How to Become A Political Consultant (Who Doesn’t Suck)

Start early, start at the bottom.  

If you’re in high school or younger, volunteer for local political campaigns.  Answer phones, man phone banks, file papers, knock on doors.  Do anything you can.  Summers are especially fun for volunteering.  If you’re in college, you should be in College Republicans.  Start one if there isn’t one already.  If you’re no longer in school, the same concept still applies – volunteer, volunteer, volunteer to do anything.

Read & Learn

If you’re in college you should get familiar with the Leadership Institute and Young America Foundation.  These are two fantastic organizations whose purpose is to train up young conservatives both ideologically and tactically.  Read every book you can get about campaigning and elections.  Read about past elections.  Read the newspaper and analyze the political commentary and coverage closely.  Read Campaigns & Elections, Roll Call and Politico.  Read my blog, and others like it (if you can find any, let me know).  Most importantly, never stop reading and learning, because the field is constantly changing.

Actually Work for Campaigns and Political Entities

Before I started ‘consulting’ I had the following job titles (in no particular order):  Field Representative, Office Manager, Volunteer Coordinator, Campaign Manager, Campaign Director, Strategist, Communications Director, Speech Writer, Political Manager, PR Director, and Secretary.  You don’t have to necessarily get paid for the early gigs, but the fact that a campaign is willing to make you an official representative of the campaign lends you a lot of credibility, and the opportunity to gain tons of hands-on, actually on-the-job experience.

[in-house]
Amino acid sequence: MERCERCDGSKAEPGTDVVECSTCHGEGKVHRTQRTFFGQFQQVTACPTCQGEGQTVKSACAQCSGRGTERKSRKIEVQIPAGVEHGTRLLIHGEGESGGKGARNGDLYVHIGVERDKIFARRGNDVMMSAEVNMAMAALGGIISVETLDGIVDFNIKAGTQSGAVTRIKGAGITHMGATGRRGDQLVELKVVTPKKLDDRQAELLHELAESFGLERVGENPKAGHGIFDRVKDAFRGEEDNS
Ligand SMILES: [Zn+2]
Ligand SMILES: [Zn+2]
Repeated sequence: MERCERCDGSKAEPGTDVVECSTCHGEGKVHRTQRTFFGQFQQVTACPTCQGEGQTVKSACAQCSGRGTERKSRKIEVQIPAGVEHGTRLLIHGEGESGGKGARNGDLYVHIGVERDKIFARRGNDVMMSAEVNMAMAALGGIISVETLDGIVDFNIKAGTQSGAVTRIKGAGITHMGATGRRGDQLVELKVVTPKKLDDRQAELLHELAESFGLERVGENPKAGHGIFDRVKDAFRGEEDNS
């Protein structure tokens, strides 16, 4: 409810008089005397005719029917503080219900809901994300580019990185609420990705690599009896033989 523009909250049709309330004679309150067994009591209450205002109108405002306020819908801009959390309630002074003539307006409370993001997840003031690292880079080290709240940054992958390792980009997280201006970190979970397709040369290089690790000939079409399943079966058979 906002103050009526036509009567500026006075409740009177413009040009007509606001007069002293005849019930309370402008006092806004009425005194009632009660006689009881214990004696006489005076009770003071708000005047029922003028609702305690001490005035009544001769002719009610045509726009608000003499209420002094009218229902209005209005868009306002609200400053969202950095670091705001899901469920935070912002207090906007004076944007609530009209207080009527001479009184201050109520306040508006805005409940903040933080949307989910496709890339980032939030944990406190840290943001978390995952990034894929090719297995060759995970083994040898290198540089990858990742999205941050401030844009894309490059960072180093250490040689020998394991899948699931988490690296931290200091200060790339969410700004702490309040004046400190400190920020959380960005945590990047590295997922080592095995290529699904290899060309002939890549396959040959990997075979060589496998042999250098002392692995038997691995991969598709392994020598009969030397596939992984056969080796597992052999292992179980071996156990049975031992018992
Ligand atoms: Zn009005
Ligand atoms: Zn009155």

An important caveat:  You need to be on winning campaigns.  If you have a resume full of losers – especially on campaigns you managed yourself – well, that makes you a loser, too.

Get Noticed by The Local/State GOP

I don’t always hold the local Republican Party in high regard when it comes to actually affecting campaigns, but it is an excellent place to network, build friendships, and find like-minded folks to hang out with.  If you’re interested in politics at a deep level, it’s worth it just for that.  Eventually, opportunities to get involved with local candidates come up.

Offer to Help

This is how I became a political consultant.  I helped a friend write their campaign plan for a county level election, and it grew from there.  Eventually I was like ‘damn, I should charge for this.’

 Don’t Try To Do It This Way

Email, send a letter, or show up on the door of a campaign peddling your ‘services.’  Especially after the primaries.  This is what the leeches do, and it gives us all a bad name.

Market Yourself Appropriately

Carry business cards, attend GOP events, put “Political Consultant” under your name on your email and most importantly, offer free advice/help/services.  Give seminars at the local GOP headquarters training new candidates on the basics of campaigning, for example.  Not only does it get your name out there as a competent professional, but you get to actually help others as well.

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